NIH: Comments on Thai (RV144) Phase III HIV vaccine study

The NIH said that, “In an encouraging development, an investigational vaccine regimen has been shown to be well-tolerated and to have a modest effect in preventing HIV infection in a clinical trial involving more than 16,000 adult participants in Thailand.” Following a final analysis of the trial data, the Surgeon General of the U.S. Army, the trial sponsor, announced that the prime-boost investigational vaccine regimen “was safe and 31 percent effective in preventing HIV infection.” Anthony S. Fauci, M.D., director of the National Institute of Allergy and Infectious Diseases (NIAID) which funded the research, said, “These new findings represent an important step forward in HIV vaccine research. For the first time, an investigational HIV vaccine has demonstrated some ability to prevent HIV infection among vaccinated individuals. Additional research is needed to better understand how this vaccine regimen reduced the risk of HIV infection, but certainly this is an encouraging advance for the HIV vaccine field.”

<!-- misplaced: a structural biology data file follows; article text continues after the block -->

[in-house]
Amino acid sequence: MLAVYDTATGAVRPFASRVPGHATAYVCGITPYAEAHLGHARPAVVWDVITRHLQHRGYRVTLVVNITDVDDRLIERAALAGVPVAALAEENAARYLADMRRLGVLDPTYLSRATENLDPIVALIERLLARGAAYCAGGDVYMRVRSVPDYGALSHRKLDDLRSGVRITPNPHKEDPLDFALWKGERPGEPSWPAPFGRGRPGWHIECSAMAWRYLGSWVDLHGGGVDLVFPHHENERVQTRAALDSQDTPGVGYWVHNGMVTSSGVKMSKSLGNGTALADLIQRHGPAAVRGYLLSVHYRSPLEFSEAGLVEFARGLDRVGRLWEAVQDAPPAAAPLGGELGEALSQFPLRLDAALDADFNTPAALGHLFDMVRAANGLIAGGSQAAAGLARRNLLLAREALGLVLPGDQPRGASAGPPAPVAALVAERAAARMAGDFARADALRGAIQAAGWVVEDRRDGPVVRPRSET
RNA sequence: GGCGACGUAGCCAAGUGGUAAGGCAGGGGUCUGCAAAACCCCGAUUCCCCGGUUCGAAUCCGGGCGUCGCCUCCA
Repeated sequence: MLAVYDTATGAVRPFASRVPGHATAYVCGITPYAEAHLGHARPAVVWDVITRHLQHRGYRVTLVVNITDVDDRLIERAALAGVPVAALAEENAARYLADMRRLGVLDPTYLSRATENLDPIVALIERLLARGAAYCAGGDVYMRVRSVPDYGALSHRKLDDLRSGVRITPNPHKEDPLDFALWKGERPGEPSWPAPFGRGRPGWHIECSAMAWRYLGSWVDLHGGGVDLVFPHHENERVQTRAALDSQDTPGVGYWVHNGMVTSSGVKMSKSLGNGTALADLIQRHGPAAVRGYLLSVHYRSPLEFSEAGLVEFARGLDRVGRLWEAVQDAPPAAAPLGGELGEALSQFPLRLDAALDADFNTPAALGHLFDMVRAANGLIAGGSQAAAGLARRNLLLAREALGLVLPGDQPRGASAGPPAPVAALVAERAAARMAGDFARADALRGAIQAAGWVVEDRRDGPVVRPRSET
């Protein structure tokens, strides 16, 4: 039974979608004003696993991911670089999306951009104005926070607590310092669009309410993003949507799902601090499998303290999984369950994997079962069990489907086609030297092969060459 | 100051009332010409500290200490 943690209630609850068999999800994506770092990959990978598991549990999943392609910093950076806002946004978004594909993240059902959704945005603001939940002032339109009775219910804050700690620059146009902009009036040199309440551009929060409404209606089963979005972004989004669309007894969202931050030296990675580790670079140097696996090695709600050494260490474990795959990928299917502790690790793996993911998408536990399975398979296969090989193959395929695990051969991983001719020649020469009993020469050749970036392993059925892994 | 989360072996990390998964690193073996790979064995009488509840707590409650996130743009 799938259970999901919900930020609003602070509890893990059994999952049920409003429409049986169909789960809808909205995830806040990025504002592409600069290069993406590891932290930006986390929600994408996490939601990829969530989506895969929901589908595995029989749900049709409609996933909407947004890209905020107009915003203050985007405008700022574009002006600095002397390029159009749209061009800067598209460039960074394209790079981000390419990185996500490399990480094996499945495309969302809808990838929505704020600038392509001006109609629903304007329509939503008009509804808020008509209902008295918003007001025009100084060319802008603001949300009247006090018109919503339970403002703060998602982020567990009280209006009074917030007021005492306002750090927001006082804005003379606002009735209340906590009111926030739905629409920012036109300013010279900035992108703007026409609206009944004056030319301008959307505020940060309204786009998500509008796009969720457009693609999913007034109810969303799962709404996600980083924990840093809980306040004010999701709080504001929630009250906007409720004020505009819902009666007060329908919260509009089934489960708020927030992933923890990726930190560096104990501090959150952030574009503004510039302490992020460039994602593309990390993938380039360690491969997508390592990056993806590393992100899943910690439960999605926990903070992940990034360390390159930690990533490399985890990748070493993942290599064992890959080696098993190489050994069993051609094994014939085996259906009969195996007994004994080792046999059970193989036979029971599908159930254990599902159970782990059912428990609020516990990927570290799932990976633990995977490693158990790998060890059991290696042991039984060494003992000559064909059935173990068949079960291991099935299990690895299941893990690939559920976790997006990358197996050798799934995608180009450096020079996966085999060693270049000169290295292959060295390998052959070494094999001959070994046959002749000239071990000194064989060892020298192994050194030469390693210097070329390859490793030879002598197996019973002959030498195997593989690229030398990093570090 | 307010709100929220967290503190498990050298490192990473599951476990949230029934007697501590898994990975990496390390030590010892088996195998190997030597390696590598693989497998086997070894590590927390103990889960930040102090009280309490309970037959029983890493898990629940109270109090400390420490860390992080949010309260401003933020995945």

The Thai Phase III HIV vaccine study, also known as RV144, opened in October 2003. The placebo-controlled trial tested the safety and effectiveness of a prime-boost regimen of two vaccines: ALVAC-HIV vaccine (the primer dose), a modified canarypox vaccine developed by Sanofi Pasteur, based in Lyon, France, and AIDSVAX B/E vaccine (the booster dose), a glycoprotein 120 vaccine developed by Vaxgen Inc., and now licensed to Global Solutions for Infectious Diseases (GSID), based in South San Francisco, Calif. The vaccines are based on the subtype B and E HIV strains that commonly circulate in Thailand. The subtype B HIV strain is the one most commonly found in the United States.

Margaret I. Johnston, Ph.D., director of NIAID’s Vaccine Research Program within the Division of AIDS, said, “The Thai study demonstrates why the HIV vaccine field must take a balanced approach to conducting both the basic research needed to discover and design new HIV vaccines and, when appropriate, testing candidate vaccines in people. Both avenues provide critical information that will continue to help us better understand what is needed to develop a fully protective HIV vaccine.”

NIAID and the collaborating partners are working with other scientific experts to determine next steps, including additional research of the RV144 vaccine regimen and the need to consider the impact of these new findings on other HIV vaccine candidates.

Individuals who acquired HIV infection while participating in the Thai trial have been provided access to HIV care and treatment, including highly active antiretroviral therapy based on the guidelines of the Thai Ministry of Public Health.

http://www.nih.gov/news/health/sep2009/niaid-24a.htm

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